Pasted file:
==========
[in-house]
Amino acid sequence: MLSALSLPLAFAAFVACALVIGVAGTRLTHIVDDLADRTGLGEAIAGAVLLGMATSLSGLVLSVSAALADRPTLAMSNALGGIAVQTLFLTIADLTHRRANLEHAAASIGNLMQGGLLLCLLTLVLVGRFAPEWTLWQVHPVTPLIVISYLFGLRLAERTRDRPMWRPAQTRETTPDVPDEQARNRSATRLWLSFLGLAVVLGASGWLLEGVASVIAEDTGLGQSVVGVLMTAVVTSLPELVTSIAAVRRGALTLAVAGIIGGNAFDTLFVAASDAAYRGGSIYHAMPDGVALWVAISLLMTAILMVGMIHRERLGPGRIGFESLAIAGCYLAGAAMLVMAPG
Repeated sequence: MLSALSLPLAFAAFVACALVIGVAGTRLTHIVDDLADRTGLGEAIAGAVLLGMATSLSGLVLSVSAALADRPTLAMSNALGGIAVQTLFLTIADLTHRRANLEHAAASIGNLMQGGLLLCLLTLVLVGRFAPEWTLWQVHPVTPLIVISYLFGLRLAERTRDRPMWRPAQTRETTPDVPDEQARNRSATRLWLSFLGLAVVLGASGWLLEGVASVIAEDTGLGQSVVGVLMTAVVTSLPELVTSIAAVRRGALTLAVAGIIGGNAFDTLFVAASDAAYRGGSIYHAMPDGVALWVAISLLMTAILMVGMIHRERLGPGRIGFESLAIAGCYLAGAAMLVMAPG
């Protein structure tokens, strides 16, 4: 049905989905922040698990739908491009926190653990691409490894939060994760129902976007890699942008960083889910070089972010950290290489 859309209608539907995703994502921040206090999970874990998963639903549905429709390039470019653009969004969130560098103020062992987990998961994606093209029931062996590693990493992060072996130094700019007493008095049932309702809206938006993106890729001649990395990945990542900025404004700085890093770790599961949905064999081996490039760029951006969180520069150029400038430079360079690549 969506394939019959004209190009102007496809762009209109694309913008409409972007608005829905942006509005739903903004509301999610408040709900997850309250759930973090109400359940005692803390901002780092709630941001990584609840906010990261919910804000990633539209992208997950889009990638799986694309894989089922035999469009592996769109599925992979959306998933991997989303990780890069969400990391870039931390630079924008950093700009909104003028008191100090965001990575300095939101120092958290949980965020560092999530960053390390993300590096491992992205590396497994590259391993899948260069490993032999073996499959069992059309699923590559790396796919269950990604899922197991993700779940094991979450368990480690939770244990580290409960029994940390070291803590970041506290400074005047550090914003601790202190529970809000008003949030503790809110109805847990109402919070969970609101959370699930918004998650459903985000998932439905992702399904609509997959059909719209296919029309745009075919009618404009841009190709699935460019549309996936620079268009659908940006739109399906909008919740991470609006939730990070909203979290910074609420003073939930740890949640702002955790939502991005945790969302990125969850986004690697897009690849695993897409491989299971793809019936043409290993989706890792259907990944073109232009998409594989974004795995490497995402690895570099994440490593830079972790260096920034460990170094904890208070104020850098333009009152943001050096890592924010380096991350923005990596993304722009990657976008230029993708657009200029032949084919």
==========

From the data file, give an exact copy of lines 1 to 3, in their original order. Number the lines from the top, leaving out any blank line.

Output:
[in-house]
Amino acid sequence: MLSALSLPLAFAAFVACALVIGVAGTRLTHIVDDLADRTGLGEAIAGAVLLGMATSLSGLVLSVSAALADRPTLAMSNALGGIAVQTLFLTIADLTHRRANLEHAAASIGNLMQGGLLLCLLTLVLVGRFAPEWTLWQVHPVTPLIVISYLFGLRLAERTRDRPMWRPAQTRETTPDVPDEQARNRSATRLWLSFLGLAVVLGASGWLLEGVASVIAEDTGLGQSVVGVLMTAVVTSLPELVTSIAAVRRGALTLAVAGIIGGNAFDTLFVAASDAAYRGGSIYHAMPDGVALWVAISLLMTAILMVGMIHRERLGPGRIGFESLAIAGCYLAGAAMLVMAPG
Repeated sequence: MLSALSLPLAFAAFVACALVIGVAGTRLTHIVDDLADRTGLGEAIAGAVLLGMATSLSGLVLSVSAALADRPTLAMSNALGGIAVQTLFLTIADLTHRRANLEHAAASIGNLMQGGLLLCLLTLVLVGRFAPEWTLWQVHPVTPLIVISYLFGLRLAERTRDRPMWRPAQTRETTPDVPDEQARNRSATRLWLSFLGLAVVLGASGWLLEGVASVIAEDTGLGQSVVGVLMTAVVTSLPELVTSIAAVRRGALTLAVAGIIGGNAFDTLFVAASDAAYRGGSIYHAMPDGVALWVAISLLMTAILMVGMIHRERLGPGRIGFESLAIAGCYLAGAAMLVMAPG